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Ricinosomes Predict Programmed Cell Death Leading to Anther Dehiscence in Tomato
Adriano Senatore, Christopher P. Trobacher and John S. Greenwood
Vol. 149, No. 2 (Feb., 2009), pp. 775-790
Published by: American Society of Plant Biologists (ASPB)
Stable URL: http://www.jstor.org/stable/40537670
Page Count: 16
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Successful development and dehiscence of the anther and release of pollen are dependent upon the programmed cell death (PCD) of the tapetum and other sporophytic tissues. Ultrastructural examination of the developing and dehiscing anther of tomato (Solatium lycopersicum) revealed that cells of the interlocular septum, the connective tissue, the middle layer/endothecium, and the epidermal cells surrounding the stomium all exhibit features consistent with progression through PCD. Ricinosomes, a subset of precursor protease vesicles that are unique to some incidents of plant PCD, were also present in all of these cell types. These novel organelles are known to harbor KDEL-tailed cysteine proteinases that act in the final stages of corpse processing following cell death. Indeed, a tomato KDEL-tailed cysteine proteinase, SICysEP, was identified and its gene was cloned, sequenced, and characterized. SICysEP transcript and protein were restricted to the anthers of the senescing tomato flower. Present in the interlocular septum and in the epidermal cells surrounding the stomium relatively early in development, SICysEP accumulates later in the sporophytic tissues surrounding the locules as dehiscence ensues. At the ultrastuctural level, immunogold labeling localized SICysEP to the ricinosomes within the cells of these tissues, but not in the tapetum. It is suggested that the accumulation of SICysEP and the appearance of ricinosomes act as very early predictors of cell death in the tomato anther.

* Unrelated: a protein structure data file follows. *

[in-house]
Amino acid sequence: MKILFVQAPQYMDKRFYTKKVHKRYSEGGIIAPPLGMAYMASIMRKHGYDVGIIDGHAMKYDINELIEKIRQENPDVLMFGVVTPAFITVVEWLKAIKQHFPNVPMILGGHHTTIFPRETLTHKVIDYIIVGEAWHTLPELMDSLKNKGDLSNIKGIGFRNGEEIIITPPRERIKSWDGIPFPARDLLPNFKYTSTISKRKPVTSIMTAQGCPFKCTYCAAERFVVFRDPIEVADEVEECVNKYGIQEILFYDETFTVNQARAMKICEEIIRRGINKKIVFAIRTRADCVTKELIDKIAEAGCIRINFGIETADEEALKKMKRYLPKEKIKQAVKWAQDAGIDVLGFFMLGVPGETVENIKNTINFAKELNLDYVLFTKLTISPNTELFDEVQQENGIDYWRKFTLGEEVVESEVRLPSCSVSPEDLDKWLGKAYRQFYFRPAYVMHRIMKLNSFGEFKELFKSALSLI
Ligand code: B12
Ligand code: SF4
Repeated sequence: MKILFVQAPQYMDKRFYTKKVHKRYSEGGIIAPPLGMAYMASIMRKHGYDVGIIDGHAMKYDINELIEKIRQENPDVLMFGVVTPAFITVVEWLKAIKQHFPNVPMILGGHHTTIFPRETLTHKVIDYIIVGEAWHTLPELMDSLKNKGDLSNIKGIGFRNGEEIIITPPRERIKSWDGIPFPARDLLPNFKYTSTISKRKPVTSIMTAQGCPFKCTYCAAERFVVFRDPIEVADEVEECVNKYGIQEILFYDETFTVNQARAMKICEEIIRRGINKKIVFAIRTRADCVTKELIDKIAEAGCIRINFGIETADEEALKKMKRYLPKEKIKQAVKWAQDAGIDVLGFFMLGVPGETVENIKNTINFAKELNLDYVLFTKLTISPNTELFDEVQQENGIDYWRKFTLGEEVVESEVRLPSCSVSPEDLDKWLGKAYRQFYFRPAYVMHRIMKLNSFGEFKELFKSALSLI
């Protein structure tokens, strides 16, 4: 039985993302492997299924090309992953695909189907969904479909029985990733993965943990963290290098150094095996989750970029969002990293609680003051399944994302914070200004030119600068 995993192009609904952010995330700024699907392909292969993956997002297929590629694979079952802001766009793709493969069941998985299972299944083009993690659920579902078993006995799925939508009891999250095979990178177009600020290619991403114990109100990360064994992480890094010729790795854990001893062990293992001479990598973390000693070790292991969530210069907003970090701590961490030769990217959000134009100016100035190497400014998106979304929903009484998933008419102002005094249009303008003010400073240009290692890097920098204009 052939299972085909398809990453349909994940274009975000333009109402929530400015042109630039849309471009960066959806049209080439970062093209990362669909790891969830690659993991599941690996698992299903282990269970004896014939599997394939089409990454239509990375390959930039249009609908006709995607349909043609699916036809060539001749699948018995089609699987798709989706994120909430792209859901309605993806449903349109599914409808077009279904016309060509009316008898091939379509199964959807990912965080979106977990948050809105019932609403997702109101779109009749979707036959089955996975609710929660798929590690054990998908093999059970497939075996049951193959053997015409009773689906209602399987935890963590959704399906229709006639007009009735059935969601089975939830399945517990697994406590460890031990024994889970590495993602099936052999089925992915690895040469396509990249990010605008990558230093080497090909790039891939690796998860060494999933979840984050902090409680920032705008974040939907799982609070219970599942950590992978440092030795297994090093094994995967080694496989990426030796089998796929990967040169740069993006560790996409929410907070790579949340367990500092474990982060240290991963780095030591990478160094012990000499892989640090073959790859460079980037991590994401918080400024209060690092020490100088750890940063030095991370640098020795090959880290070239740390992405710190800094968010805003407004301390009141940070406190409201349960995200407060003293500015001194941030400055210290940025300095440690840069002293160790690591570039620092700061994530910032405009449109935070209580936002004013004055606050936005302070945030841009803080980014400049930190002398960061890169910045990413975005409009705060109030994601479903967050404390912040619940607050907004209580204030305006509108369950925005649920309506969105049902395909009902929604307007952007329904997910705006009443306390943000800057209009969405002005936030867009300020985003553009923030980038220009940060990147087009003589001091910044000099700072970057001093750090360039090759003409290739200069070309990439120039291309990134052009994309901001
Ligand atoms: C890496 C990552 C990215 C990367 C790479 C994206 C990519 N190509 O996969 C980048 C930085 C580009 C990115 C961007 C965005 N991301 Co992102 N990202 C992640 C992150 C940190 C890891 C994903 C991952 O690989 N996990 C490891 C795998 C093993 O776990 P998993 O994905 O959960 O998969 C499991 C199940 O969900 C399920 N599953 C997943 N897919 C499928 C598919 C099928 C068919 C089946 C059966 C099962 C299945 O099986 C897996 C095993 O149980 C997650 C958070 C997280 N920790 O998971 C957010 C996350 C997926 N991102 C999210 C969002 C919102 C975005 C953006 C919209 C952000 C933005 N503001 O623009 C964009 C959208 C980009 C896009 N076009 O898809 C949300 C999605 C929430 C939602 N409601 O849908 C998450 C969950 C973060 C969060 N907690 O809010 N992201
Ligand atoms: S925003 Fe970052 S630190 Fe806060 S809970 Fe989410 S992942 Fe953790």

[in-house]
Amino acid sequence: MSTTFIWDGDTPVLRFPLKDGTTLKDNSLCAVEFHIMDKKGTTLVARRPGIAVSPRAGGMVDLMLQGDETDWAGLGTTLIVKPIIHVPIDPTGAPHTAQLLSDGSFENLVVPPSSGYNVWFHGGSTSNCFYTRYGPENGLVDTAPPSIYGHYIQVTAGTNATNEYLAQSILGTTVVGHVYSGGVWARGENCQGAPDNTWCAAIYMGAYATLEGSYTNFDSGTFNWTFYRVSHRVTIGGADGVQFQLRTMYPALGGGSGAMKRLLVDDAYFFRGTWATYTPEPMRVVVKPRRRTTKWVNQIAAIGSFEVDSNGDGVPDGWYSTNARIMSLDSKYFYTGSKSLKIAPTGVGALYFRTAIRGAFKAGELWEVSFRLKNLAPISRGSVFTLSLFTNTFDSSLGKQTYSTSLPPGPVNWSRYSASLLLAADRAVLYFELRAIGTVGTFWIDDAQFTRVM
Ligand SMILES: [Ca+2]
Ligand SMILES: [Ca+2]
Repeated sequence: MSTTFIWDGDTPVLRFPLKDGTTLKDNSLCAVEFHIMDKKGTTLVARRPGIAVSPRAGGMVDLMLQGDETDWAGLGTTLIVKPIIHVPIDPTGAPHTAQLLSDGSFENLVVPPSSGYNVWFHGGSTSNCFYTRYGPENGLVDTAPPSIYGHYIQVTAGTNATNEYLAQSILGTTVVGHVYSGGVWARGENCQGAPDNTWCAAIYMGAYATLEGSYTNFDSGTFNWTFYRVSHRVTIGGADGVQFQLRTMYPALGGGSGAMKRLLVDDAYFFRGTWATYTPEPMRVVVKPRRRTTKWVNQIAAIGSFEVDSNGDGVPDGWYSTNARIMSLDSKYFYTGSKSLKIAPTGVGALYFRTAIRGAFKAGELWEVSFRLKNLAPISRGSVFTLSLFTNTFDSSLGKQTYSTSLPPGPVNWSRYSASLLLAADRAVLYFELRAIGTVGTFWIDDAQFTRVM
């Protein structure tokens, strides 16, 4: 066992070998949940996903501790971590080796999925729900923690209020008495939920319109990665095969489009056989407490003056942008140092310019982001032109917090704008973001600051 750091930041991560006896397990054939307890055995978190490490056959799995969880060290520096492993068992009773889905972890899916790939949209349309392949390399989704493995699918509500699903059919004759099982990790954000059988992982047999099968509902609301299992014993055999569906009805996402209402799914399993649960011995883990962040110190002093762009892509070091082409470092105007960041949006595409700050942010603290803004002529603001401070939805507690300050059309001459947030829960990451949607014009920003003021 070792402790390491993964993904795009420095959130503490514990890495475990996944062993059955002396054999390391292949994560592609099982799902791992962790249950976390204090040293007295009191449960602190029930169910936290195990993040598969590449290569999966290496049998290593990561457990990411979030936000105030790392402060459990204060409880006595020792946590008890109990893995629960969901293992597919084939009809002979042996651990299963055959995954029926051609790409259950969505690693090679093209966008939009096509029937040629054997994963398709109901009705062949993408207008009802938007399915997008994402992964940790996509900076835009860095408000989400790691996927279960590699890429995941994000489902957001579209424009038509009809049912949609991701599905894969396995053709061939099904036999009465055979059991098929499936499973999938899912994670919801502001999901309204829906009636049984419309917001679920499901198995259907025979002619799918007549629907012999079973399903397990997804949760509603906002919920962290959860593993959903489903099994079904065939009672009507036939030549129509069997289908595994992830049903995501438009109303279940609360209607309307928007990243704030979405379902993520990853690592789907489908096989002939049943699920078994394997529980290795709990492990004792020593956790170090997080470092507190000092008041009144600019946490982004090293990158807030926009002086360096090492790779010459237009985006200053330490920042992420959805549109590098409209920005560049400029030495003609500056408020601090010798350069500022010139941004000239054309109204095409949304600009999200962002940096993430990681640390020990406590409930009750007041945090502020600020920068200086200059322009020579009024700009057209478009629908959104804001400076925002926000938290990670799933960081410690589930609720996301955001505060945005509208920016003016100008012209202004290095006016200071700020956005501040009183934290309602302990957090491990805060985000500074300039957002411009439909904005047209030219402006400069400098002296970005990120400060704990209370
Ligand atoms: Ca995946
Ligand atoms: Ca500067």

Plant Physiology © 2009 American Society of Plant Biologists (ASPB)